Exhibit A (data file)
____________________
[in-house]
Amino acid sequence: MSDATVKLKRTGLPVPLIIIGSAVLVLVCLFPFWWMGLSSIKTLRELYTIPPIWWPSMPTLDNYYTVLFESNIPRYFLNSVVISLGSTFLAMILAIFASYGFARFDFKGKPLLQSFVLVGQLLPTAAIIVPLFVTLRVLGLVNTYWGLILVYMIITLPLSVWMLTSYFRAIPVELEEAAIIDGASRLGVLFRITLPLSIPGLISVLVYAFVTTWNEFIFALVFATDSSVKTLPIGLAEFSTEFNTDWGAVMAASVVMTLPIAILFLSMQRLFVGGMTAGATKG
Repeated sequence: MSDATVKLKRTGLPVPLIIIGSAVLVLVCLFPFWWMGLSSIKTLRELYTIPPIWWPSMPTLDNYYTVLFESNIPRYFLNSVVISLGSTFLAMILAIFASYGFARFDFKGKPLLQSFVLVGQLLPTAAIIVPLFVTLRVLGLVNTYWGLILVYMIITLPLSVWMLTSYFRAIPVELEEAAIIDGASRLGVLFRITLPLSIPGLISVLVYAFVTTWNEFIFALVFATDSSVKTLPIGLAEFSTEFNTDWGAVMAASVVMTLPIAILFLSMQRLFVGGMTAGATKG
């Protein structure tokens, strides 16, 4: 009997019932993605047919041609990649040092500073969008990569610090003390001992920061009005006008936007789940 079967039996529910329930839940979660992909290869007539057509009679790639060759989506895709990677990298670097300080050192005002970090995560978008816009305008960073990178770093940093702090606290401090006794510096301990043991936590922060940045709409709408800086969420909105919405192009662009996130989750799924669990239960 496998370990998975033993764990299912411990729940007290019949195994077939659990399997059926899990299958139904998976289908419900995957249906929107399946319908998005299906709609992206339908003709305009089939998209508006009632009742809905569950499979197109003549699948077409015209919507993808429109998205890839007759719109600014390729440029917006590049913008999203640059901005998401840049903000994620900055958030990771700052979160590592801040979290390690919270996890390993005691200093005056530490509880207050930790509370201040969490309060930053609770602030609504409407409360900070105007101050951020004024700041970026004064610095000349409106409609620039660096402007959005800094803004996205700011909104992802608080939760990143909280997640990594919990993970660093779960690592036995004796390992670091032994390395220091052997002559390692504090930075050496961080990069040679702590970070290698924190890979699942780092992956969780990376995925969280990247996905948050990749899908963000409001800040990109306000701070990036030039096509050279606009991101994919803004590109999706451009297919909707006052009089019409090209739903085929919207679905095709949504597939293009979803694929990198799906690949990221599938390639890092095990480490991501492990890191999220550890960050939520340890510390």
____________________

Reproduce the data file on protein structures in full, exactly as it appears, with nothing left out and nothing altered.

[in-house]
Amino acid sequence: MSDATVKLKRTGLPVPLIIIGSAVLVLVCLFPFWWMGLSSIKTLRELYTIPPIWWPSMPTLDNYYTVLFESNIPRYFLNSVVISLGSTFLAMILAIFASYGFARFDFKGKPLLQSFVLVGQLLPTAAIIVPLFVTLRVLGLVNTYWGLILVYMIITLPLSVWMLTSYFRAIPVELEEAAIIDGASRLGVLFRITLPLSIPGLISVLVYAFVTTWNEFIFALVFATDSSVKTLPIGLAEFSTEFNTDWGAVMAASVVMTLPIAILFLSMQRLFVGGMTAGATKG
Repeated sequence: MSDATVKLKRTGLPVPLIIIGSAVLVLVCLFPFWWMGLSSIKTLRELYTIPPIWWPSMPTLDNYYTVLFESNIPRYFLNSVVISLGSTFLAMILAIFASYGFARFDFKGKPLLQSFVLVGQLLPTAAIIVPLFVTLRVLGLVNTYWGLILVYMIITLPLSVWMLTSYFRAIPVELEEAAIIDGASRLGVLFRITLPLSIPGLISVLVYAFVTTWNEFIFALVFATDSSVKTLPIGLAEFSTEFNTDWGAVMAASVVMTLPIAILFLSMQRLFVGGMTAGATKG
């Protein structure tokens, strides 16, 4: 009997019932993605047919041609990649040092500073969008990569610090003390001992920061009005006008936007789940 079967039996529910329930839940979660992909290869007539057509009679790639060759989506895709990677990298670097300080050192005002970090995560978008816009305008960073990178770093940093702090606290401090006794510096301990043991936590922060940045709409709408800086969420909105919405192009662009996130989750799924669990239960 496998370990998975033993764990299912411990729940007290019949195994077939659990399997059926899990299958139904998976289908419900995957249906929107399946319908998005299906709609992206339908003709305009089939998209508006009632009742809905569950499979197109003549699948077409015209919507993808429109998205890839007759719109600014390729440029917006590049913008999203640059901005998401840049903000994620900055958030990771700052979160590592801040979290390690919270996890390993005691200093005056530490509880207050930790509370201040969490309060930053609770602030609504409407409360900070105007101050951020004024700041970026004064610095000349409106409609620039660096402007959005800094803004996205700011909104992802608080939760990143909280997640990594919990993970660093779960690592036995004796390992670091032994390395220091052997002559390692504090930075050496961080990069040679702590970070290698924190890979699942780092992956969780990376995925969280990247996905948050990749899908963000409001800040990109306000701070990036030039096509050279606009991101994919803004590109999706451009297919909707006052009089019409090209739903085929919207679905095709949504597939293009979803694929990198799906690949990221599938390639890092095990480490991501492990890191999220550890960050939520340890510390």